We have been horticultural archaeologists at The Farm today. There is a forgotten area just below the (soon to be) vegetable garden. An area whispered of in the dark corners of hostelries and scribbled in ancient tomes. The void on the map. The Badlands. Dry stone walls with half buried door and window, the wooden lintels still holding firm, back and side this green enigma. In amongst the mass of self-seeded hebe and goat willow emerge flower spikes of zantedeschia and typhus, suggesting watery feet. Beneath the raft of vegetation lay a series of ponds and pipes, interlinked and redundant. We had heard tales of water gardens and fireworks, others spoke of pathetic puddles and duckweed. The truth is somewhere in between.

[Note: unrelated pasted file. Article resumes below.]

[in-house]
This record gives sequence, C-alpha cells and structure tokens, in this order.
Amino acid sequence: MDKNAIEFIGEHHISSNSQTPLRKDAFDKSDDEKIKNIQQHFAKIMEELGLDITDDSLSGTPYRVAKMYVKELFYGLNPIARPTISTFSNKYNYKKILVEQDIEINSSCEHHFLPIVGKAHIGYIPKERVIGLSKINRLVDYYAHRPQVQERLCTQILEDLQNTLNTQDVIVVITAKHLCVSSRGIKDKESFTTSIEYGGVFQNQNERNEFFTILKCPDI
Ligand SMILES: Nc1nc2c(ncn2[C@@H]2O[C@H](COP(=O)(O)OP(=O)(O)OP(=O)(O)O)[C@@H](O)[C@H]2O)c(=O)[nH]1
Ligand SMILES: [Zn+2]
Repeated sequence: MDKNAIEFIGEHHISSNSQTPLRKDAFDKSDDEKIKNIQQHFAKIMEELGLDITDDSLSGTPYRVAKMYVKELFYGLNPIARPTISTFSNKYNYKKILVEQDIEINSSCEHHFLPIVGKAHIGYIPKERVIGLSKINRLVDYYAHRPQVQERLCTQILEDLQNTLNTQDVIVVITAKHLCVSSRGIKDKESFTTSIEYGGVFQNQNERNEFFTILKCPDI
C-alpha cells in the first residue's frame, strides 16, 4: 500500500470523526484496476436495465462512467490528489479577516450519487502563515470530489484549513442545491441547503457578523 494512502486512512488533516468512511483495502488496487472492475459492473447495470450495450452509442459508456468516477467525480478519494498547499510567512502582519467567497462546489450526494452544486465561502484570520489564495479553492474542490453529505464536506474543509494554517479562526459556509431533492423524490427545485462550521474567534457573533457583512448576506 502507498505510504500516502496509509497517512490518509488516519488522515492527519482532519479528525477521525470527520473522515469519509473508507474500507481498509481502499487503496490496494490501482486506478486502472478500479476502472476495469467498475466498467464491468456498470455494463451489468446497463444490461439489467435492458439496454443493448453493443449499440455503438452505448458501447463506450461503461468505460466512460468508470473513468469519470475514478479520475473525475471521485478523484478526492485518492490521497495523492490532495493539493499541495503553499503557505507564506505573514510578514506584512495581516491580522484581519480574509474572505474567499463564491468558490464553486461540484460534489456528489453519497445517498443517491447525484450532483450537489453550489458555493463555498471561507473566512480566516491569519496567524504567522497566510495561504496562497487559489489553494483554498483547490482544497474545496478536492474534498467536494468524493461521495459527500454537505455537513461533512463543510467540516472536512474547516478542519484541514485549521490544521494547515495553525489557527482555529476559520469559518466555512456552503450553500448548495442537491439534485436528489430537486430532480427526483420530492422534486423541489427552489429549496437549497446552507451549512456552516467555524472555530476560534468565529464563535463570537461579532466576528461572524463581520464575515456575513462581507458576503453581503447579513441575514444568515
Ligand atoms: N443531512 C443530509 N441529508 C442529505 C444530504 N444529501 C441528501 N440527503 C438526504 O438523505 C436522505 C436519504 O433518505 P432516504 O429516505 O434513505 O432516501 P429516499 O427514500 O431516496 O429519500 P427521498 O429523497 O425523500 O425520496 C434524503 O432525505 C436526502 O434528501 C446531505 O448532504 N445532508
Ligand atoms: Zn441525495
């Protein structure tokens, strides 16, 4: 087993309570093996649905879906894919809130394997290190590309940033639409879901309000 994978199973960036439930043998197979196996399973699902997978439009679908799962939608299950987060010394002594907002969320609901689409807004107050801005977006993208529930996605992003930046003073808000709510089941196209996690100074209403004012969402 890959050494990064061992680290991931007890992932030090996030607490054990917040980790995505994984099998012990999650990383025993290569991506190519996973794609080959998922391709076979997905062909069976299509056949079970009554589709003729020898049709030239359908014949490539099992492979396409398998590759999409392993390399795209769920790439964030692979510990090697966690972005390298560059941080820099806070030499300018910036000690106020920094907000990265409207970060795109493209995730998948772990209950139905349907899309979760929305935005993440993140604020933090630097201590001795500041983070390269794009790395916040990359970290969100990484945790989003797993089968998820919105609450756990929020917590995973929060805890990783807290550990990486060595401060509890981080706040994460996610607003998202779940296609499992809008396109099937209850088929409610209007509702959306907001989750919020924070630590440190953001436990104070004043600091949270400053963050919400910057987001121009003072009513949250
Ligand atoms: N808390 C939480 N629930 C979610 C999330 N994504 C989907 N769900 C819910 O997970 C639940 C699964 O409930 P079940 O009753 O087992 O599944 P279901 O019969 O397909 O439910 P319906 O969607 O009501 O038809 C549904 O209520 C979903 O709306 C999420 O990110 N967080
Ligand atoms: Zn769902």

It began, as these things often do, with another of Mrs G’s understatements. “Did you have anything in mind for today? Thought you and Slasher might clear the pond area.” Before long SS was on duty attacking the big stuff (trees/shrubs), tool of choice pick axe. I was on small stuff (ferns/couch grass/ivy/being bossy), using my natty little hand hoe and border fork. Things were helped somewhat by a few rousing choruses of I Need a Hero. Obviously that was just me. The concrete lined ponds were little more than silt and sludge, chocked with desperate aquatics and divided by slate bridges. Our investigations of the periphery found more rock than soil, boulders that the sneaky intruders had wound around, in between and underneath. Small specimens were tricky to extricate, the larger ones challenging. Slasher was so annoyed at one point he may have said “flip”. I believe his darkest moment was when clearing the steps up past the jaunty potting shed. We may need some more heavy duty equipment to remove the tree seedling lodged beneath the top step. Let us just say that this project is work in progress.